The cost basis of your investment, the amount that was originally paid for the investment, can be determined by several methods:
    •If you purchased the investment, the cost basis is the amount you paid for it.
    •If you inherited the investment, the cost basis is the value of the stock on the date of the original owner’s death.
    •If you received the investment as a gift, the cost basis is the amount that was originally paid for the investment, unless the market value of the investment on the date the gift was given was lower.

    So yes you woudl need to know the market value that was originally paid for the stocks you received. You can find that out easily if you know the actual purchase date.

    I’d study up on whether the specific stocks are performing well or paying good dividends compared to the market or whatever fund you’re looking to invest in. We have hung on to a few individual stocks that are performing above the average.

  53. Sara says:

    Q1: If you want a bigger refund, adjust your deductions to have more taken out from your paycheck. Ok, that would be stupid — that’s just giving the government an interest-free loan (and that’s what your friends are doing to get their big refunds). The tax refund doesn’t come from Turbo Tax or H&R Block. It comes from paying the government more than you actually owed them.

    Q7: I have been using free TaxAct for several years and I highly recommend it. You can itemize deductions with the free version, and unlike Turbo Tax, there is no income limit for the free version. FYI, the state return is NOT free (it’s $14.95). My state has a free online filing program so I just use that.

  54. Laura says:


  55. McGillicuddy says:

    @Q3: Remember as well that for those in the 15% income tax bracket (whose taxable income is less than $68,000 for married filing jointly) the long term capital gains rate for 2010, 2011, and 2012 is 0%. Of course that taxable income would include the income from the sale, but depending on your situation you might want to sell now, or split the sale between this year and next, if it means saving yourself a 15% capital gains tax bill.

  56. The big thing on taxes, and really many other financial situations, is knowing *when* it’s a good idea to get help, and what kind of help you should pay for.

    For instance, at one time we essentially had just wages and interest income, and no deductions more complex than mortgage interest, charities, and state and local taxes. We did our taxes with pen, paper, and calculator, mailed them in ourselves for the cost of a stamp, and that worked fine for us. (This was before free or low-cost e-filing became common.)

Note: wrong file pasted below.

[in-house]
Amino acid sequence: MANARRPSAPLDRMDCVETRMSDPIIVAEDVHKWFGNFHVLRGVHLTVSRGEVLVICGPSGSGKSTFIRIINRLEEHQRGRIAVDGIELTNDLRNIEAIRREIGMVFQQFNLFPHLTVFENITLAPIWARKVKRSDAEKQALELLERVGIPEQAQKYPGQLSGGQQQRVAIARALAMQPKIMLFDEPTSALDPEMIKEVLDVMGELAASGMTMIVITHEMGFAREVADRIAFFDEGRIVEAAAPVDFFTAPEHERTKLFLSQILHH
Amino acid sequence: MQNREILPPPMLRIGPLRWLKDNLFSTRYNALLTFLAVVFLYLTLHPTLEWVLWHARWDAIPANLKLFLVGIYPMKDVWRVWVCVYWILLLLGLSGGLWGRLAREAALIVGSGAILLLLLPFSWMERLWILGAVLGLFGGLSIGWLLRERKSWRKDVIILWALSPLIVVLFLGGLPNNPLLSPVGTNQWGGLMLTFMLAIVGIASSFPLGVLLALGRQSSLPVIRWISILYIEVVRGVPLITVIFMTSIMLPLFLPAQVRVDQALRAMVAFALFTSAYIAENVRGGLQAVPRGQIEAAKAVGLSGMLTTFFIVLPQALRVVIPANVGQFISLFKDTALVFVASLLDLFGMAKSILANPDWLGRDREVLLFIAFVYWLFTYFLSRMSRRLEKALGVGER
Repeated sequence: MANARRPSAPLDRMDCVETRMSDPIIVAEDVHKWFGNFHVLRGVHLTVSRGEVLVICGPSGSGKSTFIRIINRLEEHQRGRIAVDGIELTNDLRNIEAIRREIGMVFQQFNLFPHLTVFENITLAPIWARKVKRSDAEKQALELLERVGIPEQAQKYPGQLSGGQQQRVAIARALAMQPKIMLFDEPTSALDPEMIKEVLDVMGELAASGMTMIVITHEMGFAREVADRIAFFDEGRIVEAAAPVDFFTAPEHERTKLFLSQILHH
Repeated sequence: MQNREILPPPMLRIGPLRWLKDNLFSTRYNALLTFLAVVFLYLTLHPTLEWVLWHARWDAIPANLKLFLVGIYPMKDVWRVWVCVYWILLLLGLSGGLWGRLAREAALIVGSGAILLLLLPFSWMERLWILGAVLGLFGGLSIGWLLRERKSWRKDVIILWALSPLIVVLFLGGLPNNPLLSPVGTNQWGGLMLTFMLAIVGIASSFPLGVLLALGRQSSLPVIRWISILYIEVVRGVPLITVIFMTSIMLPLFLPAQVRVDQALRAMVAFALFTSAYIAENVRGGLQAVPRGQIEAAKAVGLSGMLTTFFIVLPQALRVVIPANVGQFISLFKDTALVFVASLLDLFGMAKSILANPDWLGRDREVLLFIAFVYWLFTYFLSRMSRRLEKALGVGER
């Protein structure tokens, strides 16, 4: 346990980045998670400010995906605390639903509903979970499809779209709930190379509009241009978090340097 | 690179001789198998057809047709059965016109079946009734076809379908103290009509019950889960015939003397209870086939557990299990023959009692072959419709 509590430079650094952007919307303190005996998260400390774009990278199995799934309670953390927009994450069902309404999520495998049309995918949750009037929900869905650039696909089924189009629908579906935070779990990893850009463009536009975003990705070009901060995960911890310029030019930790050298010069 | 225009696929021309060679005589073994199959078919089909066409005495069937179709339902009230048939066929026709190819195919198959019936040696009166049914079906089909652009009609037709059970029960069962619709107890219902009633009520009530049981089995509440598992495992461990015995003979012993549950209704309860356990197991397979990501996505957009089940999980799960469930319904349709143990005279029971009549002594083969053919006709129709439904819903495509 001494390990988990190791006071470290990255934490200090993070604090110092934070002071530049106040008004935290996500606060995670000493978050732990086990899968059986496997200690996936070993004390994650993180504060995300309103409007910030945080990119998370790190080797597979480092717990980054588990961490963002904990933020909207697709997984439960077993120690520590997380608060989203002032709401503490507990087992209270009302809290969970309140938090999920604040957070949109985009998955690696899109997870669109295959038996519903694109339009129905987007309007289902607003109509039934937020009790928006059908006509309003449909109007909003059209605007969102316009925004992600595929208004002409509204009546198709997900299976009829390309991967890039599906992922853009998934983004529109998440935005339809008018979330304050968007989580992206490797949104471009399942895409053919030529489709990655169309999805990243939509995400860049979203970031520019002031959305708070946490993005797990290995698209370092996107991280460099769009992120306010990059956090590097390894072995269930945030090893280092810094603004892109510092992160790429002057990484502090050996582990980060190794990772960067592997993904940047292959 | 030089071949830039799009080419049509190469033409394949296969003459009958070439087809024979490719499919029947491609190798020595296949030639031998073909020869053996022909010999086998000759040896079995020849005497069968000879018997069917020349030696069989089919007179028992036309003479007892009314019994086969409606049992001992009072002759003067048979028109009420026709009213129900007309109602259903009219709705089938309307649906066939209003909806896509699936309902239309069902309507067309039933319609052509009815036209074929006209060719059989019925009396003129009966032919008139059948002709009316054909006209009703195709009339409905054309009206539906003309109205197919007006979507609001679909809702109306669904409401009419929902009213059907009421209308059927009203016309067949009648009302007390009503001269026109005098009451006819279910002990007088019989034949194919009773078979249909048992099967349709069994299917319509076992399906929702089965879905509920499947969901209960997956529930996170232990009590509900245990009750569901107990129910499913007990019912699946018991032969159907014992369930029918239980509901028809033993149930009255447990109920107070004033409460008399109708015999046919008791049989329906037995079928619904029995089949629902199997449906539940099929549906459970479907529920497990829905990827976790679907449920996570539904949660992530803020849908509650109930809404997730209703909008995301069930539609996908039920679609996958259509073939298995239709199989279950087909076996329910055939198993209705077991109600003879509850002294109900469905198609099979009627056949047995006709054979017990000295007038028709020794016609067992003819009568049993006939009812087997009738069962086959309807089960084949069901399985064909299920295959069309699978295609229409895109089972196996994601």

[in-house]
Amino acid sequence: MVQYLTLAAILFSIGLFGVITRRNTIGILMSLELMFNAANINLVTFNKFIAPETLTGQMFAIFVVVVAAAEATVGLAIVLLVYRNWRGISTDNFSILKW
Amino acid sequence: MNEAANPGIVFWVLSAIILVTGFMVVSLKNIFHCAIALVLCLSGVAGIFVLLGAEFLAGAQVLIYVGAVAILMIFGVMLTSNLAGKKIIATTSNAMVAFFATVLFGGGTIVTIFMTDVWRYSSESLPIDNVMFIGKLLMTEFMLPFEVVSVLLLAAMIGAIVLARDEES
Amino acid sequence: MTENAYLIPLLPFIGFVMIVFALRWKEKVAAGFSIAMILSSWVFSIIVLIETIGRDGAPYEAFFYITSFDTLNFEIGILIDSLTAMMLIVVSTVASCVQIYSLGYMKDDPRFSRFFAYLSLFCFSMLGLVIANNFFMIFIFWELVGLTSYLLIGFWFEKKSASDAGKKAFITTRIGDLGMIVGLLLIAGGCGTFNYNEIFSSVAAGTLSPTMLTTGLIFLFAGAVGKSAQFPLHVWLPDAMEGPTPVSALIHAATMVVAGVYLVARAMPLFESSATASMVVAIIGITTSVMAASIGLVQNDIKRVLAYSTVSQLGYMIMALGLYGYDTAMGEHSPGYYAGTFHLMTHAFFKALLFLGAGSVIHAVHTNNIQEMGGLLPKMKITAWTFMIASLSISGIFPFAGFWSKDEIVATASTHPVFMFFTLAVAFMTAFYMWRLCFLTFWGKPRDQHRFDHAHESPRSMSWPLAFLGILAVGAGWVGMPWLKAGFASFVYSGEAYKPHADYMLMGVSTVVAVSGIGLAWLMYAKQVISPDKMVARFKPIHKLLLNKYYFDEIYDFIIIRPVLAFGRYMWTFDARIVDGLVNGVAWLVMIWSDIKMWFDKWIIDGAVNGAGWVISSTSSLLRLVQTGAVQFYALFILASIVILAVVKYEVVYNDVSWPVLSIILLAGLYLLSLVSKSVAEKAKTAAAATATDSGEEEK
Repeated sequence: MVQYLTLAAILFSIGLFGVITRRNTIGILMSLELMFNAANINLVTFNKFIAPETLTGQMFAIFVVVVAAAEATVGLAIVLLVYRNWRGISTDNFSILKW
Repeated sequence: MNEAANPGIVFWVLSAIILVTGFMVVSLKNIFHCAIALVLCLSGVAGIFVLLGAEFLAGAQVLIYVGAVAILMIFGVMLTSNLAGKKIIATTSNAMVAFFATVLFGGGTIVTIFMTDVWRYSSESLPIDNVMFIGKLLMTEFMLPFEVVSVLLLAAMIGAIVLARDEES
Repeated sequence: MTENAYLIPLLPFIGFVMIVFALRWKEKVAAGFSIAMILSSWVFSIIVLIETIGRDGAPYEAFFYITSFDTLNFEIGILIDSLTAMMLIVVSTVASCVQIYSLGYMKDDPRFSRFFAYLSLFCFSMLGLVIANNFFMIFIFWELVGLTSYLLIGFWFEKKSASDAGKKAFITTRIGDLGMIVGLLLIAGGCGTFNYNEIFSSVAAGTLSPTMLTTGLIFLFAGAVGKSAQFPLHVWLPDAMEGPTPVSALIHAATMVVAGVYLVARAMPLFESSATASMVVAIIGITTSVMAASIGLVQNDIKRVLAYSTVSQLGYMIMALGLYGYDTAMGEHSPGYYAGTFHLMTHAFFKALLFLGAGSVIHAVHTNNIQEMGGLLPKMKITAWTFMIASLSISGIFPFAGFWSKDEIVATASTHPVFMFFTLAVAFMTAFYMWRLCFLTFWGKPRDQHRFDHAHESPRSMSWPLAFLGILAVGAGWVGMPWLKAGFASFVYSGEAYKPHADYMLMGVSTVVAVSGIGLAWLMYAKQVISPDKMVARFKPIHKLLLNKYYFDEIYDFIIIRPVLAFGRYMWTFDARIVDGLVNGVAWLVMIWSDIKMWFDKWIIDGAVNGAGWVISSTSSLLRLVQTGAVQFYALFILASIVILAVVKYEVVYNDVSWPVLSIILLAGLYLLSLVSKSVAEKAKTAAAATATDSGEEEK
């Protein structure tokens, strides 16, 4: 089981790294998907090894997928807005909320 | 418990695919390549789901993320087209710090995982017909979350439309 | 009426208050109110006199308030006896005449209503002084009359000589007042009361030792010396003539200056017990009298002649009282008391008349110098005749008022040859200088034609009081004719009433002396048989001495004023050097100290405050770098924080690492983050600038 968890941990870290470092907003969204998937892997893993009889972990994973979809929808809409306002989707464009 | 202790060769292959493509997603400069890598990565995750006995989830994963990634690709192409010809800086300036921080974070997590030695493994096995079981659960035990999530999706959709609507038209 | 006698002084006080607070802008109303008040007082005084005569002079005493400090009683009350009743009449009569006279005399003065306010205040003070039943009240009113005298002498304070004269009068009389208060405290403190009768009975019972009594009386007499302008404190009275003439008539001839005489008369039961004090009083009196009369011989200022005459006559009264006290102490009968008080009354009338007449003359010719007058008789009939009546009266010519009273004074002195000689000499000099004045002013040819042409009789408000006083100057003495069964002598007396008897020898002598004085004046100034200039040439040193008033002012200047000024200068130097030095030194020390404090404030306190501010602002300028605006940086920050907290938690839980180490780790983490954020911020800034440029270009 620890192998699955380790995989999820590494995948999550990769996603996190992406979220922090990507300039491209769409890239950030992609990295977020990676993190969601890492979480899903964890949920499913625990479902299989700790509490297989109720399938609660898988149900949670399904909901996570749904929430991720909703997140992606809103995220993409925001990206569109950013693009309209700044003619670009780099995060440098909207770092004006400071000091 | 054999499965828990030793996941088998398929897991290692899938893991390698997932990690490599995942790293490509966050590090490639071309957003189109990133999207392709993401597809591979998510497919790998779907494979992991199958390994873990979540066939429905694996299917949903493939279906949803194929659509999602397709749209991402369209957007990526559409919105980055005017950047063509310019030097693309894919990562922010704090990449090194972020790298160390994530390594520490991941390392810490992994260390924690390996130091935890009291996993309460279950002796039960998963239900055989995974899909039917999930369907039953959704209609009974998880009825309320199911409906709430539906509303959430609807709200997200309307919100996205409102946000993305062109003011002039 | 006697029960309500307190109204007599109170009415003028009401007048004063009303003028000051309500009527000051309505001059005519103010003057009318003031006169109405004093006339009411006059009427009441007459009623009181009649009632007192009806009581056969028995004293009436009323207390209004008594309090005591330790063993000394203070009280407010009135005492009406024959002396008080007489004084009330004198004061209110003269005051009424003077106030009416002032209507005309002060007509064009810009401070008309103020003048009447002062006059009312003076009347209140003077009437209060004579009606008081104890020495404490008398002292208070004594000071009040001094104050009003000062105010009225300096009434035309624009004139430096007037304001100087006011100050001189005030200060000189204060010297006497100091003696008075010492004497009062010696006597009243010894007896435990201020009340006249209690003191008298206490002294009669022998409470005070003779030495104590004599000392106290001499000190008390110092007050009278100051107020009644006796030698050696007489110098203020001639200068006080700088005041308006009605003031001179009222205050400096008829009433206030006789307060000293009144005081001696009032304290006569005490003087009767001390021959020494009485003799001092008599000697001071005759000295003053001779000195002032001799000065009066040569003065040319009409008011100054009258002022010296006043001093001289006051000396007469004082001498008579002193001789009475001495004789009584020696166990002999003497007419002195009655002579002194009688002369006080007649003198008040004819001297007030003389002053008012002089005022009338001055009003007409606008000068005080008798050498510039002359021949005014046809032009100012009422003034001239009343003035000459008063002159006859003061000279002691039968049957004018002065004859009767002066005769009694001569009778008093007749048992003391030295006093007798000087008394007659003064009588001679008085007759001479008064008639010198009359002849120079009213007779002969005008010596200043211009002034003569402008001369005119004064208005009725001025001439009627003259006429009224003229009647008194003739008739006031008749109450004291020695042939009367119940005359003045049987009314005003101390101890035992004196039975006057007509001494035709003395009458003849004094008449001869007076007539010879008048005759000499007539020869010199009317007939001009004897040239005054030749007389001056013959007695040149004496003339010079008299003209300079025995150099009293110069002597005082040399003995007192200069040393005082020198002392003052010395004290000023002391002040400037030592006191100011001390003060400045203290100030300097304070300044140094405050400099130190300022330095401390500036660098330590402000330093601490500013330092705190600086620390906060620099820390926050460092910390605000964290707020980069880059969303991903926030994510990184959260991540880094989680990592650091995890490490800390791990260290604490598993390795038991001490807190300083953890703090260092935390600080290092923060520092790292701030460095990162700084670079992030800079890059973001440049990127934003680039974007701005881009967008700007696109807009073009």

Some time later on, things got a bit more complex. We started having more income streams, dealing with more possible deductions and credits, and having to deal with things like estimated tax payments and the possibility of Alternative Minimum Tax. At that threshold, we considered it worthwhile to pay for software to help us with taxes (TurboTax, as it turns out). It’s money well spent to make sure we’re not missing possibilities to save on taxes, or making mistakes that could be costly down the road.

    Even as we went to using software, though, we considered what criteria would make it worth going to the next level: getting professional help. (Meaning a CPA and/or EA, not H&R Block, Jackson Hewitt, or the like. Those companies I consider worthwhile only if you’re not comfortable with using tax software, but can still resist pitches for overpriced “refund anticipation loans”, fee-laden “cash access cards”, and the like.)

    We decided a while back that the “pro” threshold would be met if we had to deal with things like business income, non-trivial capital gains situations, or matters involving estates, inheritances, and/or tax disputes. So, as our life has further changed, this year we’re seeking accounting pros for the first time.

    The basic take-away: it’s good to be frugal, but getting in over your head can be much more costly than paying for financial services when they’re called for. It’s important to know when you might need help, and you’re generally better off finding and paying for appropriate help when you need it, than to put it off and possibly paying a lot more later.

  57. jim says:

    AnnJo and Valleycat1 are correct. Its covered in IRS publication 551. You don’t get a ‘step up’ in the basis when you get an asset as a gift.